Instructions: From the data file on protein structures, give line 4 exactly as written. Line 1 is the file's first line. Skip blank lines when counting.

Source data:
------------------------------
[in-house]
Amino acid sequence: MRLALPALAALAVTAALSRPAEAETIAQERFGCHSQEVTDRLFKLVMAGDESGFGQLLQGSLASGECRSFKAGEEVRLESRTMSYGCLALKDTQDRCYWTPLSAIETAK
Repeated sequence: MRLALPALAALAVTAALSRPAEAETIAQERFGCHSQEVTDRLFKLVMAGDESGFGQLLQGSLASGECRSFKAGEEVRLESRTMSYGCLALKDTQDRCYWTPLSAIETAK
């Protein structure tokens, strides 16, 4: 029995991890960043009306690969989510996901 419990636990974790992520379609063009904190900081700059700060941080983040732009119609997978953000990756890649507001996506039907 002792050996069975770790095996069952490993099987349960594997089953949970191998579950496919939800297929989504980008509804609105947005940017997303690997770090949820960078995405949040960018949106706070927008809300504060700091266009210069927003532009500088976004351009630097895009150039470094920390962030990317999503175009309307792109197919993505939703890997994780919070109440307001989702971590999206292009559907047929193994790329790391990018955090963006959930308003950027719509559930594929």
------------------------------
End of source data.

């Protein structure tokens, strides 16, 4: 029995991890960043009306690969989510996901 419990636990974790992520379609063009904190900081700059700060941080983040732009119609997978953000990756890649507001996506039907 002792050996069975770790095996069952490993099987349960594997089953949970191998579950496919939800297929989504980008509804609105947005940017997303690997770090949820960078995405949040960018949106706070927008809300504060700091266009210069927003532009500088976004351009630097895009150039470094920390962030990317999503175009309307792109197919993505939703890997994780919070109440307001989702971590999206292009559907047929193994790329790391990018955090963006959930308003950027719509559930594929």